Toy design

The magic of
a drawing that can be touched and transformed

There should be no such thing as art divorced from life, with beautiful things to look at and hideous things to use. Bruno Munari

I only knew a few things about Irene Guerrieri before I met her: she studied Industrial Design; she designs games and toys; she met Bruno Munari. On a not so boring October morning, I sat with her at Mimaster, to have a chat on her life and about the toy design workshop that she is going to run for the current Mimaster students. Irene is smart, cheerful, accurate in her writing and meticulous. She is a frank person. It is not surprising, then, that games have been a cornerstone in her life.

I am a kid at heart: I really like games. As the majority of children, I used to draw a lot, so, after high school, I decided to study Architecture (at Sapienza, in Rome) and take Industrial Design as my major: it was an easy and straightforward choice. My dissertation was already descriptive of my future work: I planned a playground for children inspired by Pinocchio’s fairy tale. My final project was greatly appreciated, even by the Collodi Foundation. Editorial illustration has always attracted my interest and while I was attending university, Panini (Malipiero at the time) published my first book, Giacomino dei colori (Giacomino and his colours). I was 19. At the beginning of my career, I worked as an illustrator for educational publishing, and I gradually started to design objects and toys. Fernando was my first project: it was a little man made of expanse synthetic rubber which I created for the company Progetti. It is a two-dimensional object that can be modified and easily bended, with various functions. It is a recreational object, not specifically for children but appropriate for their way of thinking. The process of “transformation” has always been fascinating to me, because it stimulates creativity and produces an interactive object: I would say that it is a constant characteristic of my work.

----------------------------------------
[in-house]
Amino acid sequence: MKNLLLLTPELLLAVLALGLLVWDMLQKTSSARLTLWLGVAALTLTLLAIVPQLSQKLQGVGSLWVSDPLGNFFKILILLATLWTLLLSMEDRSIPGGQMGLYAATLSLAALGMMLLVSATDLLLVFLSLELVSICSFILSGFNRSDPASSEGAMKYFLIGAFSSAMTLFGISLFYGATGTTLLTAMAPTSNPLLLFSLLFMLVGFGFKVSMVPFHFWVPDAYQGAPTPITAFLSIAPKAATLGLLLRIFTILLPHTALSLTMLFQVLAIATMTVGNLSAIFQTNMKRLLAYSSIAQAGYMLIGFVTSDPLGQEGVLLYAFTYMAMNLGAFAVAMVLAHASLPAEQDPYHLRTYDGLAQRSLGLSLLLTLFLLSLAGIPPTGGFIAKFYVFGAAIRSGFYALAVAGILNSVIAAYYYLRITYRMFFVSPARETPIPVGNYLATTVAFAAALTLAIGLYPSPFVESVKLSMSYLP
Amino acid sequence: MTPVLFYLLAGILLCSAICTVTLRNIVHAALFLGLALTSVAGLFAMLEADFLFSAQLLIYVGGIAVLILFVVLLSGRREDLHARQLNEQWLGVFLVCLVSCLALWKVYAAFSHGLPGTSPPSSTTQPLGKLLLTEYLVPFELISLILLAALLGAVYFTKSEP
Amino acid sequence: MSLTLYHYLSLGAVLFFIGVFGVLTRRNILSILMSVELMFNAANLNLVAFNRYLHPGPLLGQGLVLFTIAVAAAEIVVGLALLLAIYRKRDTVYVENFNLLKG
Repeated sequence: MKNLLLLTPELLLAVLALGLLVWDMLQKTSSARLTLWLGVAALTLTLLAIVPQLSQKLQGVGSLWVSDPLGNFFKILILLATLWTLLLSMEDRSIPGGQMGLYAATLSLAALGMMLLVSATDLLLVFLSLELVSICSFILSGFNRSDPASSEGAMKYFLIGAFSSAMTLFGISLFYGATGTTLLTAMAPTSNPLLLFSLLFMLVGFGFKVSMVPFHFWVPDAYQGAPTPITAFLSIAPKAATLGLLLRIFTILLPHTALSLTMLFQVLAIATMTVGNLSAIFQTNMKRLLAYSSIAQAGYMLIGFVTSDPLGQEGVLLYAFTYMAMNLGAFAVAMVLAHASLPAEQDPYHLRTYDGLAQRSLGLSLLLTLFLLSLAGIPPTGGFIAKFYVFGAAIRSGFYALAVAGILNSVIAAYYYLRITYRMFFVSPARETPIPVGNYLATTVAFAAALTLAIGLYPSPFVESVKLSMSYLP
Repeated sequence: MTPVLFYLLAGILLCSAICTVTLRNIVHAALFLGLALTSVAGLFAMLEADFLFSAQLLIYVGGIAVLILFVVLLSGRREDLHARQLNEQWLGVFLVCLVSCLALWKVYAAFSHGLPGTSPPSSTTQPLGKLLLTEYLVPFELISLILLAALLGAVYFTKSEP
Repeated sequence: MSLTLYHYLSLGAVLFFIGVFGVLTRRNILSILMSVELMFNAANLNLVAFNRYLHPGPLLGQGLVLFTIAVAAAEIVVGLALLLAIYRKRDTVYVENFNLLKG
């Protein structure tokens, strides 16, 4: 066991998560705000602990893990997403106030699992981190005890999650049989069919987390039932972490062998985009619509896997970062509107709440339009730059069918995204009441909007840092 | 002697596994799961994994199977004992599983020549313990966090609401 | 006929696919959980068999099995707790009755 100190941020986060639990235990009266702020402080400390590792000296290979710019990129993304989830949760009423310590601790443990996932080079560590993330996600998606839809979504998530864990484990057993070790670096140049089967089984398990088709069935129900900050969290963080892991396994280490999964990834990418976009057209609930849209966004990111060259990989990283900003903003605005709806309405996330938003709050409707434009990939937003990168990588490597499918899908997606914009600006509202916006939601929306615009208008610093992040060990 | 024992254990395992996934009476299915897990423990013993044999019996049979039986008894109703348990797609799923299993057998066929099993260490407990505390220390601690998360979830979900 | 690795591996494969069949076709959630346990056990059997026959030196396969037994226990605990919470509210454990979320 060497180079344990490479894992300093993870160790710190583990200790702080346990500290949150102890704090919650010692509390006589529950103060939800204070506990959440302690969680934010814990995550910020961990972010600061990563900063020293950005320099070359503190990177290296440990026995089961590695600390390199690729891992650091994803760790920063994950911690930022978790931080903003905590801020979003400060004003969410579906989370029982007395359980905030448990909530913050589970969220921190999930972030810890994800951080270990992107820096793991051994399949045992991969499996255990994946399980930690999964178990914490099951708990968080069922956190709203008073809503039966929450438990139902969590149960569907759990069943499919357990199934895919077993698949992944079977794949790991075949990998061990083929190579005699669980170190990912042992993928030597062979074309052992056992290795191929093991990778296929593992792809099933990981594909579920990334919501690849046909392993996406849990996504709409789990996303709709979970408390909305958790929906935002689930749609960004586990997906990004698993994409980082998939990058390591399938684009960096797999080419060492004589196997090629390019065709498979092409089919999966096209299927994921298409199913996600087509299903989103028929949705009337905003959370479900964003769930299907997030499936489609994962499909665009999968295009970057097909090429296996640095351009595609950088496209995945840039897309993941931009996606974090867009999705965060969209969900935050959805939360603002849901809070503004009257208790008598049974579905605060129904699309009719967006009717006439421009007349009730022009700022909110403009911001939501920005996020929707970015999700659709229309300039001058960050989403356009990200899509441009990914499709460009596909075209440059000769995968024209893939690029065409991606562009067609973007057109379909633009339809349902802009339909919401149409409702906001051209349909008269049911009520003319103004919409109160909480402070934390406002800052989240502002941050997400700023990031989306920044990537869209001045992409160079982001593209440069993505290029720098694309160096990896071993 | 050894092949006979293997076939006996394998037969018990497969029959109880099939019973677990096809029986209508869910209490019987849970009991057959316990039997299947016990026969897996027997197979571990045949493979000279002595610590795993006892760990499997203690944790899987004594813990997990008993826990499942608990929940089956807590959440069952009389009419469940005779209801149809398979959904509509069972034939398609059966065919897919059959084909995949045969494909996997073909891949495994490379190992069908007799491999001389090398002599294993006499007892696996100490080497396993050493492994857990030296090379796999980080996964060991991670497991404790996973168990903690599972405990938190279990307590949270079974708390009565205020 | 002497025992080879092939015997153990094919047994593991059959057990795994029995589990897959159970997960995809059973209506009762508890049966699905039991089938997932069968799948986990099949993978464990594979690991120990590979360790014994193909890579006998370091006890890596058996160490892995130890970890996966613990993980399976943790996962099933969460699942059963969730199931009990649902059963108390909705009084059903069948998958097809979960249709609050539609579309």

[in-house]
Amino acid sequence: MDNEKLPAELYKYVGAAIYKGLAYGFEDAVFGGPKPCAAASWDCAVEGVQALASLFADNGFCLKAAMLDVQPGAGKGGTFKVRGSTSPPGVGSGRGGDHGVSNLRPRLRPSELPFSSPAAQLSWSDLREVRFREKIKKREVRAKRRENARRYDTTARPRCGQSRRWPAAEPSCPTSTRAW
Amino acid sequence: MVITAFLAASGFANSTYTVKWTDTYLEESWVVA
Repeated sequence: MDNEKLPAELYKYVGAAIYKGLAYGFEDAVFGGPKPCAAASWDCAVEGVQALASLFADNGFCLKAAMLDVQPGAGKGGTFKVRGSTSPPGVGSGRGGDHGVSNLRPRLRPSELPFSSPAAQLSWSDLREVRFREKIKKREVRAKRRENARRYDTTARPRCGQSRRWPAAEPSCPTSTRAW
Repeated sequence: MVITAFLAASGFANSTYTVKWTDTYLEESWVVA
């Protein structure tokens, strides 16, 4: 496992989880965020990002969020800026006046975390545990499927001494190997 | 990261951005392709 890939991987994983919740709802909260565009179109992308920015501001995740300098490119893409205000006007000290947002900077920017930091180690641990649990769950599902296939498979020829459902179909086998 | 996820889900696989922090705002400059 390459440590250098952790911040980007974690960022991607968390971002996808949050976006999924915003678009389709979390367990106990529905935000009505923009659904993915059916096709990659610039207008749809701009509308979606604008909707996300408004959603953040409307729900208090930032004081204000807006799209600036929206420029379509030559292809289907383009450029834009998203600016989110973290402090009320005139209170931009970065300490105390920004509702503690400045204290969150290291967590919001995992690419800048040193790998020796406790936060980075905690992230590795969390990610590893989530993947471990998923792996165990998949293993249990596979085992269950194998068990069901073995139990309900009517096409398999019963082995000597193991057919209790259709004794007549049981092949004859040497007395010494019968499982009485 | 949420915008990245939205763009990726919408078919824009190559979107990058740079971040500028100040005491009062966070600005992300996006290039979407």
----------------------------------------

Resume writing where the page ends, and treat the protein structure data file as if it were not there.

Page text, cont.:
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It was your first passion, it grew up with you. Your career as an industrial designer can be compared to Munari’s maxim “the problem itself will contain all the elements that make the solution possible”.

When I have an idea, I immediately elaborate it in terms of game and activity. My games can be assembled and dismantled, they can acquire new shapes and functions. All my projects follow this process. My drawing and thinking are tree-dimensional and they start from two-dimensional objects, even when I illustrate or design books. My books always look playful, they are interactive: when you open them, they turn into something else, like fitted objects, you can build them up and then destroy them. A game implies an interactive approach of the child: he is encouraged to participate; he wants to move it and transform it. The intellective process is manual, aimed at getting to know things. In one of his most famous quotes, Pablo Picasso states that “every child is an artist. The problem is how to remain an artist once we grow up.”

The dialogue continue on the fourth issue of illustratore italiano magazine.